You exist. But do you live?

If you’re like most people, you live the safe, comfortable life your parents and teachers told you to live. Go to school, get good grades, and try to get a reputable job.

The only problem is that it doesn’t lead to happiness.

I know it doesn’t work because I tried it for myself. Equipped with a Master’s Degree in Business from Aalto University of Helsinki, I then proceeded to find positions at HP and then Nokia. I thought I was on a roll.

Only thing was, I wasn’t satisfied.

It felt like I was giving up control for a big part of my life for a pay check. I felt short-changed and sensed that something significant was missing from my life.

Most of us go through life ticking off things we have to do. We’re busy earning an income, paying the rent, surviving and making it through the day and the week. Our goal is to make a living, not create the life of our dreams. We’re slaves to circumstance, not masters of our own fate.

Although that was probably a sensible strategy 50 years ago when opportunity to create and live the life of your dreams wasn’t as readily available, that’s not the case anymore. And deep down I knew it.

Today the world is brimming with opportunities. All the information in the world is right at our fingertips, the internet enables us to connect to anyone anywhere in seconds, and microbusinesses are popping up everywhere. The world is connected like never before, and the barriers for entry to many industries have fallen.

For the person with purpose, this is the land of plenty. There has never been a better time in history to remake your life and pursue your dreams.

In this post, I will reveal the blueprint for figuring out your purpose, and I’ll also describe how it worked for me.

 

Some Words of Warning

Part of discovering your purpose involves being aware and accepting a few things:

1. It’s not a gimmick.

If you are looking for a quick solution or a mathematical formula into which you simply plug in information and the equation spews out a purpose, you’ll be disappointed. There are no short cuts.

2. Don’t hold back.

Your purpose is directly confined by your imagination, your courage, and your ability to dream big. The more exciting and vibrant your dream is, the stronger the purpose it will give you. As Anthony Robbins puts it, “giant goals produce giant motivation.”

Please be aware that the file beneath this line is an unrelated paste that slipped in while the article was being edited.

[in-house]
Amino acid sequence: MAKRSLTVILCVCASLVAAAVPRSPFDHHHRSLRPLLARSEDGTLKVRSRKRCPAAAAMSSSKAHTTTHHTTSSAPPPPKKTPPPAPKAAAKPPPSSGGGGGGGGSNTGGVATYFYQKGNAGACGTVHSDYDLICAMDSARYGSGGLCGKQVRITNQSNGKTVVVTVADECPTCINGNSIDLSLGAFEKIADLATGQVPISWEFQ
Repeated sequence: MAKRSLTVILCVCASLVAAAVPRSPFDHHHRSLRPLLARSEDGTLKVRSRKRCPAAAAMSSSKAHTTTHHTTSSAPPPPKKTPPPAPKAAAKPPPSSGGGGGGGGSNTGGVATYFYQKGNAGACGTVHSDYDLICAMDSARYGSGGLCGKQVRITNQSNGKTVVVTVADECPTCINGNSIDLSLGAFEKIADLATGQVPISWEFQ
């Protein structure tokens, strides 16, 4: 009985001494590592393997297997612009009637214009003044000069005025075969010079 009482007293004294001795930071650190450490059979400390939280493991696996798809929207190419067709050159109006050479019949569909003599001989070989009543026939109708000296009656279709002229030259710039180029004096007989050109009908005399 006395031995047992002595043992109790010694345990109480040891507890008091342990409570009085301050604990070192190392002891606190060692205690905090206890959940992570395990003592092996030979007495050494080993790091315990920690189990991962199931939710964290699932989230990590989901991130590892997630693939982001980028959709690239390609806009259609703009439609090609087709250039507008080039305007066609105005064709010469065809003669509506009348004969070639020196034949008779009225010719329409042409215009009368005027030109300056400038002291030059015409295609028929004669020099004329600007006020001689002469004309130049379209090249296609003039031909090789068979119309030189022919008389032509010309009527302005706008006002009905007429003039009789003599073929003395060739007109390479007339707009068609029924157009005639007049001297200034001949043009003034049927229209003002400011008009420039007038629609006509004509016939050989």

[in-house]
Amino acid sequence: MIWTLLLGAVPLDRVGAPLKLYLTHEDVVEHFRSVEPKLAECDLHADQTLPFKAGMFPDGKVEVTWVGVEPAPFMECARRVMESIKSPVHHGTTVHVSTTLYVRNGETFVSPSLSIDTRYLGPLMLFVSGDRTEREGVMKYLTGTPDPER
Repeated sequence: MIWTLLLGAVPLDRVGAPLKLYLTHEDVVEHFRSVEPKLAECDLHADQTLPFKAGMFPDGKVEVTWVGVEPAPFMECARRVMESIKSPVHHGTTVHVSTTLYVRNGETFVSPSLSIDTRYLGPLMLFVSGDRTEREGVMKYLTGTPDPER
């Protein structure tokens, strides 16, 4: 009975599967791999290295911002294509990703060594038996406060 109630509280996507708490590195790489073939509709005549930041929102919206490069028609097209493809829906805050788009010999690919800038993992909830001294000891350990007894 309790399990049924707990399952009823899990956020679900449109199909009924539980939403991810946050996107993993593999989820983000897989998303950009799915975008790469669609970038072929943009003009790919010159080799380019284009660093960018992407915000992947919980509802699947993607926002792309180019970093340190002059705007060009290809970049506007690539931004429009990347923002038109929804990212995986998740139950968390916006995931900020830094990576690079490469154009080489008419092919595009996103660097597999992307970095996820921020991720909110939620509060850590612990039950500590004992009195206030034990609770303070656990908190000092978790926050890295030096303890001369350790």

3. Have a little faith.

Total clarity of purpose is something you are unlikely attain immediately. Such clarity manifests itself only after you’ve walked – or sometimes stumbled – through the fog, but the process itself is crucial. So accept that you will initially feel like a fish out of water and approach finding your purpose with the mindset that you will keep going even if you don’t see results immediately. Because eventually, you will.

4. You create your purpose.

Most articles you’ll find online about purpose talk about a “god given purpose” that you were born into. I don’t buy into that idea, nor do I believe that everyone has only one purpose. You were born with certain strengths, weaknesses and tendencies, all of which are constantly evolving. As intimidating as it may seem, it is up to you to decide how you want to use them, and what kind of purpose you want to create for yourself.

5. Prepare to take action.

This isn’t a theoretical exercise. The only way for you to benefit from this article is by taking out a piece of paper and pen and completing the exercise below. So decide RIGHT NOW whether you are just satisfying your curiosity or whether you actually want to make a change and get something of lasting value from this.

 

The Blueprint For Discovering Your Purpose

Make sure you have about 45 uninterrupted minutes. You’ll need a pen and a couple of blank pieces of paper.

Yes, get them now!

There are four sections to this exercise. Spend about 5-10 minutes on each section, and write down everything you can think of, no matter how ridiculous or unrealistic it might seem. I’ve provided questions to guide you in case you get stuck.

At the end of the exercise, I’ll share my own answers to these questions and how I used the answers to figure out my purpose.

Ready? Go.

1. Figure out your goals.

Perhaps you haven’t spent much time thinking about your future goals, or you find that thinking about goals that seem “unrealistic” is hard or demotivating. Do not let that deter you. It is irrelevant and should not play a part in your brainstorming.

The key to this exercise is to completely forget about “how” to achieve your goals, and – with the mindset that everything is possible – focus all your energy on “what” you dream of. Dare to dream BIG.

Use the following questions to guide you:

  • What do you dream most about in life?
  • What would you want for your life if you could have it any way you wanted?
  • What would you go for if you knew you could not fail?
  • What would your perfect day be like?

Remember, you must believe that if you come up with a compelling enough “why”, the “how” will somehow take care of itself. Whatever you do, don’t let your current life situation put a muzzle on your dreams.